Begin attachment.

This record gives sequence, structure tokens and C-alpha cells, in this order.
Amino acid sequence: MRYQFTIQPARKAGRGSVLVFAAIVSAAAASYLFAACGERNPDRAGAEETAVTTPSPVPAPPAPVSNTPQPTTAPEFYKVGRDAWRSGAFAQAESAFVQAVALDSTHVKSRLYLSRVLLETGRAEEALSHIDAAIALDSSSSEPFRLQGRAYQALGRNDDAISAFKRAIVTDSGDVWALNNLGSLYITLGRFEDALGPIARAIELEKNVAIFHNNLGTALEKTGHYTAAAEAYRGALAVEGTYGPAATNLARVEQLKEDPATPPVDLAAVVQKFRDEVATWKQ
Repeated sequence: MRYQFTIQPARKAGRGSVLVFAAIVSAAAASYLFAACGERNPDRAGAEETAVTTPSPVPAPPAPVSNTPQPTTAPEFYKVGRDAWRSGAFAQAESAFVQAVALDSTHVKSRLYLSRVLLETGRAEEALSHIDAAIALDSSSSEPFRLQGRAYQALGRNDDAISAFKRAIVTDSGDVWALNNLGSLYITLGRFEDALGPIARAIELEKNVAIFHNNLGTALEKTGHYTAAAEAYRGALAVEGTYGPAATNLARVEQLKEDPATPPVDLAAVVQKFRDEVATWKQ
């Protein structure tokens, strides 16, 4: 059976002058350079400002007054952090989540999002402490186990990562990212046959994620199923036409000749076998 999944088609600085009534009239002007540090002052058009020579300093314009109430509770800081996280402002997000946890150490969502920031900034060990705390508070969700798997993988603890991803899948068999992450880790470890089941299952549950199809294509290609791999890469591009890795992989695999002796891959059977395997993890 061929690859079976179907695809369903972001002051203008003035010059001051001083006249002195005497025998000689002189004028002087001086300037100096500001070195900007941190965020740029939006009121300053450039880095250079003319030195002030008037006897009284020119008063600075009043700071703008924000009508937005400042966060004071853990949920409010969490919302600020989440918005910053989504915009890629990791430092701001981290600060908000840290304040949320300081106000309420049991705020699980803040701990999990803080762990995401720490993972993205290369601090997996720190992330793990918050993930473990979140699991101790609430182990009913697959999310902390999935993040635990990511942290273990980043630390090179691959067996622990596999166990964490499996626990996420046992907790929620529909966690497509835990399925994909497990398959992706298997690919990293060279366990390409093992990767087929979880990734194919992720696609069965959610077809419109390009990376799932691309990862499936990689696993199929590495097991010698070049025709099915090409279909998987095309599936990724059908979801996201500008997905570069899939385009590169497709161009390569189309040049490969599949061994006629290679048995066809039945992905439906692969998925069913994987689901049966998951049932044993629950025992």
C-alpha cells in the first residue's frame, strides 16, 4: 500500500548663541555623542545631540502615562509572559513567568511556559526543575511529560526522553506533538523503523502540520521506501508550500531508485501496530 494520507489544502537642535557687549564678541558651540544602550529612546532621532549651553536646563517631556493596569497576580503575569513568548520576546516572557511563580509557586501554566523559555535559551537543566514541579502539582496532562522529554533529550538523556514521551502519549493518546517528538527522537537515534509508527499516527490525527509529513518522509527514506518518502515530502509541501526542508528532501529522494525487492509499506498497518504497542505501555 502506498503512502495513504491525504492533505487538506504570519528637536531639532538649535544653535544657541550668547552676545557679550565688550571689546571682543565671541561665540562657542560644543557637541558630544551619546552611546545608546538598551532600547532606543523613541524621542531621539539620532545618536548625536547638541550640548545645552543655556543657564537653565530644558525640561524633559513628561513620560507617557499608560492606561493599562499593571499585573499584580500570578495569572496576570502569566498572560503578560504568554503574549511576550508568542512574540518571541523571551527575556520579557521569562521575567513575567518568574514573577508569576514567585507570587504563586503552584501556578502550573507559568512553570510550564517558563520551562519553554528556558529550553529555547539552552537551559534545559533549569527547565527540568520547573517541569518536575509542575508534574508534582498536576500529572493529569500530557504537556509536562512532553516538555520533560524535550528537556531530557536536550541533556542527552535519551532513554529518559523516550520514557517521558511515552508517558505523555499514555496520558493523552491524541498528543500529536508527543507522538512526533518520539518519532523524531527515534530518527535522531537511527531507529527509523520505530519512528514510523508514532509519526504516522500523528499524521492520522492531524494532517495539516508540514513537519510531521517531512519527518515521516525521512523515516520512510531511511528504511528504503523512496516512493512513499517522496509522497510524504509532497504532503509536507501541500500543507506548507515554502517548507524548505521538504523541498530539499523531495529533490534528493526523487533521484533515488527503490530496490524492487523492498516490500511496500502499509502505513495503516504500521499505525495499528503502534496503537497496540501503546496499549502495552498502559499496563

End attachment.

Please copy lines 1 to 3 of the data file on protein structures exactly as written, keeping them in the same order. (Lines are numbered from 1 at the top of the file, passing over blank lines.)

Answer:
This record gives sequence, structure tokens and C-alpha cells, in this order.
Amino acid sequence: MRYQFTIQPARKAGRGSVLVFAAIVSAAAASYLFAACGERNPDRAGAEETAVTTPSPVPAPPAPVSNTPQPTTAPEFYKVGRDAWRSGAFAQAESAFVQAVALDSTHVKSRLYLSRVLLETGRAEEALSHIDAAIALDSSSSEPFRLQGRAYQALGRNDDAISAFKRAIVTDSGDVWALNNLGSLYITLGRFEDALGPIARAIELEKNVAIFHNNLGTALEKTGHYTAAAEAYRGALAVEGTYGPAATNLARVEQLKEDPATPPVDLAAVVQKFRDEVATWKQ
Repeated sequence: MRYQFTIQPARKAGRGSVLVFAAIVSAAAASYLFAACGERNPDRAGAEETAVTTPSPVPAPPAPVSNTPQPTTAPEFYKVGRDAWRSGAFAQAESAFVQAVALDSTHVKSRLYLSRVLLETGRAEEALSHIDAAIALDSSSSEPFRLQGRAYQALGRNDDAISAFKRAIVTDSGDVWALNNLGSLYITLGRFEDALGPIARAIELEKNVAIFHNNLGTALEKTGHYTAAAEAYRGALAVEGTYGPAATNLARVEQLKEDPATPPVDLAAVVQKFRDEVATWKQ